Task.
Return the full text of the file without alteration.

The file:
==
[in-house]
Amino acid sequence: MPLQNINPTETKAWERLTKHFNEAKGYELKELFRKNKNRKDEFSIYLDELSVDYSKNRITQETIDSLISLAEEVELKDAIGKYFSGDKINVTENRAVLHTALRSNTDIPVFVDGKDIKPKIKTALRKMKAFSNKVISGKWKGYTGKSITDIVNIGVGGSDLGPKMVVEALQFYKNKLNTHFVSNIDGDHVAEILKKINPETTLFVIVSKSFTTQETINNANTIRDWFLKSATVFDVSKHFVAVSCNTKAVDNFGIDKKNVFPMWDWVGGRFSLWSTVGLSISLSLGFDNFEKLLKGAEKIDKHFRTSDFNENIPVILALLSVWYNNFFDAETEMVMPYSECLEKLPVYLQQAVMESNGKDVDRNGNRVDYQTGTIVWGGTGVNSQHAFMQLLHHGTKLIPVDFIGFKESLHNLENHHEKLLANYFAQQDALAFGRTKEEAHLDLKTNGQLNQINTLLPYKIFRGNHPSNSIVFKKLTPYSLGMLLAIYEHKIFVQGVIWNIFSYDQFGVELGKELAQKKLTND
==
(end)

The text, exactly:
[in-house]
Amino acid sequence: MPLQNINPTETKAWERLTKHFNEAKGYELKELFRKNKNRKDEFSIYLDELSVDYSKNRITQETIDSLISLAEEVELKDAIGKYFSGDKINVTENRAVLHTALRSNTDIPVFVDGKDIKPKIKTALRKMKAFSNKVISGKWKGYTGKSITDIVNIGVGGSDLGPKMVVEALQFYKNKLNTHFVSNIDGDHVAEILKKINPETTLFVIVSKSFTTQETINNANTIRDWFLKSATVFDVSKHFVAVSCNTKAVDNFGIDKKNVFPMWDWVGGRFSLWSTVGLSISLSLGFDNFEKLLKGAEKIDKHFRTSDFNENIPVILALLSVWYNNFFDAETEMVMPYSECLEKLPVYLQQAVMESNGKDVDRNGNRVDYQTGTIVWGGTGVNSQHAFMQLLHHGTKLIPVDFIGFKESLHNLENHHEKLLANYFAQQDALAFGRTKEEAHLDLKTNGQLNQINTLLPYKIFRGNHPSNSIVFKKLTPYSLGMLLAIYEHKIFVQGVIWNIFSYDQFGVELGKELAQKKLTND